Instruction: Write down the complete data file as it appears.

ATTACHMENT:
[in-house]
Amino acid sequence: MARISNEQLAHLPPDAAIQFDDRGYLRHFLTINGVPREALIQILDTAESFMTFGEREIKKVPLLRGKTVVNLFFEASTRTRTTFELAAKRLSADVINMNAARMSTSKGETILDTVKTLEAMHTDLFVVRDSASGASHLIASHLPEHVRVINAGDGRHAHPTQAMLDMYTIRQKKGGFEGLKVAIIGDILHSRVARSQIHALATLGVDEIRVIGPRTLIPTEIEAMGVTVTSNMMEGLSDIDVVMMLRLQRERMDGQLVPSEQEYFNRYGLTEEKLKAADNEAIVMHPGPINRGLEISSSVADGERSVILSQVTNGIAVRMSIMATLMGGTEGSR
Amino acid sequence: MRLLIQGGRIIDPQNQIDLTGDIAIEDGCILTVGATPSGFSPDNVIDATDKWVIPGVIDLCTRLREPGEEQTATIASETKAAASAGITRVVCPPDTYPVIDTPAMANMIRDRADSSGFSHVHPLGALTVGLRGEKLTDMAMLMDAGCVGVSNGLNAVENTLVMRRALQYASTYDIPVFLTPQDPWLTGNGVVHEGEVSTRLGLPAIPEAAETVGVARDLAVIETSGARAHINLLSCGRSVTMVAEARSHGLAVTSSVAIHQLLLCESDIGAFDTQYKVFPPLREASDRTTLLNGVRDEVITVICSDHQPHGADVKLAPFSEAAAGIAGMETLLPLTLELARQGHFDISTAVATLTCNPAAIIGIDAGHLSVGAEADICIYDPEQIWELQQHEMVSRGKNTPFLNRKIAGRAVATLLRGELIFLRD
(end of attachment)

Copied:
[in-house]
Amino acid sequence: MARISNEQLAHLPPDAAIQFDDRGYLRHFLTINGVPREALIQILDTAESFMTFGEREIKKVPLLRGKTVVNLFFEASTRTRTTFELAAKRLSADVINMNAARMSTSKGETILDTVKTLEAMHTDLFVVRDSASGASHLIASHLPEHVRVINAGDGRHAHPTQAMLDMYTIRQKKGGFEGLKVAIIGDILHSRVARSQIHALATLGVDEIRVIGPRTLIPTEIEAMGVTVTSNMMEGLSDIDVVMMLRLQRERMDGQLVPSEQEYFNRYGLTEEKLKAADNEAIVMHPGPINRGLEISSSVADGERSVILSQVTNGIAVRMSIMATLMGGTEGSR
Amino acid sequence: MRLLIQGGRIIDPQNQIDLTGDIAIEDGCILTVGATPSGFSPDNVIDATDKWVIPGVIDLCTRLREPGEEQTATIASETKAAASAGITRVVCPPDTYPVIDTPAMANMIRDRADSSGFSHVHPLGALTVGLRGEKLTDMAMLMDAGCVGVSNGLNAVENTLVMRRALQYASTYDIPVFLTPQDPWLTGNGVVHEGEVSTRLGLPAIPEAAETVGVARDLAVIETSGARAHINLLSCGRSVTMVAEARSHGLAVTSSVAIHQLLLCESDIGAFDTQYKVFPPLREASDRTTLLNGVRDEVITVICSDHQPHGADVKLAPFSEAAAGIAGMETLLPLTLELARQGHFDISTAVATLTCNPAAIIGIDAGHLSVGAEADICIYDPEQIWELQQHEMVSRGKNTPFLNRKIAGRAVATLLRGELIFLRD